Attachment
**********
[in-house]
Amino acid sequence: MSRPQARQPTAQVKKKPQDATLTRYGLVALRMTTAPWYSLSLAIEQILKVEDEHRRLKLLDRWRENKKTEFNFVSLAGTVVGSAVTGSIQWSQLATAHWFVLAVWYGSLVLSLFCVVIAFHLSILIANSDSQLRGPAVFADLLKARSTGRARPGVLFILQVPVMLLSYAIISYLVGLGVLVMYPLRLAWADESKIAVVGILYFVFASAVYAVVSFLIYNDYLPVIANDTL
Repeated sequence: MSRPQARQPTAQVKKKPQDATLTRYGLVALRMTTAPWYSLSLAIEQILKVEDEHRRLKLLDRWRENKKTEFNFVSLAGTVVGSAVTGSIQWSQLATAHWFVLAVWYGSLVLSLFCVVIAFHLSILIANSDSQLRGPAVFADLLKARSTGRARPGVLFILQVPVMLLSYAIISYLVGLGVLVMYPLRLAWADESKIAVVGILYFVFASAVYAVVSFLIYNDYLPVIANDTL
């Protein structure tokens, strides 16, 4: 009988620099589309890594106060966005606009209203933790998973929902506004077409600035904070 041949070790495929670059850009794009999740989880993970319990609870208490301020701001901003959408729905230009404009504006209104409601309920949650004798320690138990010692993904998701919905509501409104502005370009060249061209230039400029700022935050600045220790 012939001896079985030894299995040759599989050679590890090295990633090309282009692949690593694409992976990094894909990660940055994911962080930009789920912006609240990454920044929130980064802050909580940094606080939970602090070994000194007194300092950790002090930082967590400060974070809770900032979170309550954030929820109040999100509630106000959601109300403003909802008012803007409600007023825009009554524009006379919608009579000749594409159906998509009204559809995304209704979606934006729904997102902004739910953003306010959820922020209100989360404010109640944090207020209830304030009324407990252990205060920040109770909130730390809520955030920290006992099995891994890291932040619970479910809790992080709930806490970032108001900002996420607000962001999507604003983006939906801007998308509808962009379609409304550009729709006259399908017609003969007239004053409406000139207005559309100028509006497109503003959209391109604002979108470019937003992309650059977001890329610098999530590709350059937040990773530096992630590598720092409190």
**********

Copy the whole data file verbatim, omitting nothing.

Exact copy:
[in-house]
Amino acid sequence: MSRPQARQPTAQVKKKPQDATLTRYGLVALRMTTAPWYSLSLAIEQILKVEDEHRRLKLLDRWRENKKTEFNFVSLAGTVVGSAVTGSIQWSQLATAHWFVLAVWYGSLVLSLFCVVIAFHLSILIANSDSQLRGPAVFADLLKARSTGRARPGVLFILQVPVMLLSYAIISYLVGLGVLVMYPLRLAWADESKIAVVGILYFVFASAVYAVVSFLIYNDYLPVIANDTL
Repeated sequence: MSRPQARQPTAQVKKKPQDATLTRYGLVALRMTTAPWYSLSLAIEQILKVEDEHRRLKLLDRWRENKKTEFNFVSLAGTVVGSAVTGSIQWSQLATAHWFVLAVWYGSLVLSLFCVVIAFHLSILIANSDSQLRGPAVFADLLKARSTGRARPGVLFILQVPVMLLSYAIISYLVGLGVLVMYPLRLAWADESKIAVVGILYFVFASAVYAVVSFLIYNDYLPVIANDTL
């Protein structure tokens, strides 16, 4: 009988620099589309890594106060966005606009209203933790998973929902506004077409600035904070 041949070790495929670059850009794009999740989880993970319990609870208490301020701001901003959408729905230009404009504006209104409601309920949650004798320690138990010692993904998701919905509501409104502005370009060249061209230039400029700022935050600045220790 012939001896079985030894299995040759599989050679590890090295990633090309282009692949690593694409992976990094894909990660940055994911962080930009789920912006609240990454920044929130980064802050909580940094606080939970602090070994000194007194300092950790002090930082967590400060974070809770900032979170309550954030929820109040999100509630106000959601109300403003909802008012803007409600007023825009009554524009006379919608009579000749594409159906998509009204559809995304209704979606934006729904997102902004739910953003306010959820922020209100989360404010109640944090207020209830304030009324407990252990205060920040109770909130730390809520955030920290006992099995891994890291932040619970479910809790992080709930806490970032108001900002996420607000962001999507604003983006939906801007998308509808962009379609409304550009729709006259399908017609003969007239004053409406000139207005559309100028509006497109503003959209391109604002979108470019937003992309650059977001890329610098999530590709350059937040990773530096992630590598720092409190």